After a tumultuous 2020, property’s leading figures share their hopes and expectations for 2021 as the year gets off to a rocky start with yet another lockdown. 

Patrick O'Gorman

Patrick O’Gorman

Principal, Bywater Properties

Philosopher Noam Chomsky once said that optimism is a strategy for making a better future. Certainly, this bleak period has been challenging but it has also thrown us the incentive to focus on new business paradigms and to make the world we live and work in better for all of us.

For Bywater, it has strengthened our abilities as a team, as creators, problem-solvers, innovators and campaigners. We have collectively become more resilient.

Most importantly, we’re determined to address the environmental issues that should guide future development.

I hope we continue to inspire our design teams and consultant experts to come up with even better ways to build and refurbish with reduced carbon emissions. Our responsibility to limit further damage to the planet is key to our modus operandi.

I hope to be onsite in London building our carbon-neutral Paradise office project and we continue Belfast city centre’s regeneration through our Smithfield Yard project. Both schemes feature an ecosystem of workspaces and we hope they will create healthy, innovative and inspiring places of work.

A final wish is to have more time together face-to-face – we need to enjoy the highs and ride out the lows as a team in the same room.

 Ikenna Nweke

Head of sales UK and Ireland, Office App

It’s my sincere hope that the office sector will be more customer-focused, fit-for-purpose and flexible than it was before.

The challenges presented by the pandemic accelerated many of the changes for which corporate tenants have been crying out for years, such as greater flexibility and the adoption of new technologies to serve their employees. Don’t expect that evolution to slow down in 2021.

With workforces combining the best of home-working and office-based working, landlords and asset managers will be working hard to ensure that their products are relevant for this brave new world. Those that create flexible and technology-focused workplaces will be the winners in 2021 and beyond.”

Federica Buricco, Associate, CallisonRTKL (1)

Federica Buricco

Associate, CallisonRTKL

Though the pandemic has lingered longer than many of us expected, it has afforded us greater time for reflection. Having reassessed ourselves, the lives we lead and our impact on the world around us, we enter 2021 at an inflection point and with the choice to build something better, more social, soulful and regenerative.

In the path cleared by the pandemic, we will see more dynamic mixed-use urban solutions, regenerative designs that repurpose existing assets from commercial space to car parks, as well as new ecological systems. Bettering both our people and our planet, these will bring forward self-sufficient cities and walkable neighbourhoods that promote resilience.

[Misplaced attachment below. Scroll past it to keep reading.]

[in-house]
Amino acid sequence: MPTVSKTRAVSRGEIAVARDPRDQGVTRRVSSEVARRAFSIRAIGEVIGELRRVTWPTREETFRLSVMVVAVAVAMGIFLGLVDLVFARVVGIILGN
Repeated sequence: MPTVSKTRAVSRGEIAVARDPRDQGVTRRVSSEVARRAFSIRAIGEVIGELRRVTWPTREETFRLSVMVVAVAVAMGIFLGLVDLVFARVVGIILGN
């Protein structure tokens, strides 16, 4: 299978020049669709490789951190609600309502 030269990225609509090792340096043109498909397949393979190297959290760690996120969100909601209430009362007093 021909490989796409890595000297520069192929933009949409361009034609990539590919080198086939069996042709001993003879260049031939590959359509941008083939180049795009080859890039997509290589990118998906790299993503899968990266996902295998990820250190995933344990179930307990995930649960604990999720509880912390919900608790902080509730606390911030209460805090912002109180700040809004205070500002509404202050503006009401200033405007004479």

Key to this will be an investment in the upgrade of critical infrastructure, including housing, transit, water, energy, healthcare, internet accessibility and natural assets protection, along with the reduction of our carbon footprint.

In the year to come, definition around new metrics will help guide decision making toward these ambitions, with insights offered into the evolution of ecosystems and their interaction with people. From happiness to cleanliness, the built environment’s performance will be valued differently as ESG adds new dimensions to commercial interests.

David Delaney

David Delaney

Group chief executive, IPSX

Thanks to what looks like the start of an effective vaccination programme, we should start to see a road to recovery, with many sectors that were badly hit last year bouncing back once the latest lockdown ends.

We expect a significant pick up on GDP growth as consumers and business catch up on the spending delayed in 2020. Statistics suggest the consumer savings rate increased markedly in 2020 and we expect to see this pent-up demand relieved through a major increase in consumption. Therefore, growth and corporate profits should be strong.

Thanks to president-elect Joe Biden, the world will feel a calmer place but also a more environmentally focused one.

The arrival of TCFD reporting for some in 2022 and increased UK government focus will ensure this theme remains front and centre for investors and thus asset owners.

This may translate into a degree of panic for some asset owners as they start to contemplate their assets becoming ‘stranded’ for ESG reasons. This will drive investors to seek more transparency in their investments.

Much of the discussions about the future of real estate that took place in 2020 will be put into effect in 2021. As corporates’ profits grow, so will their actions to effect change. For example, the ‘future of the office’ will, we expect, be much clearer in December 2021.

Continue to part 16 here

Forecast for 2021: looking ahead with hope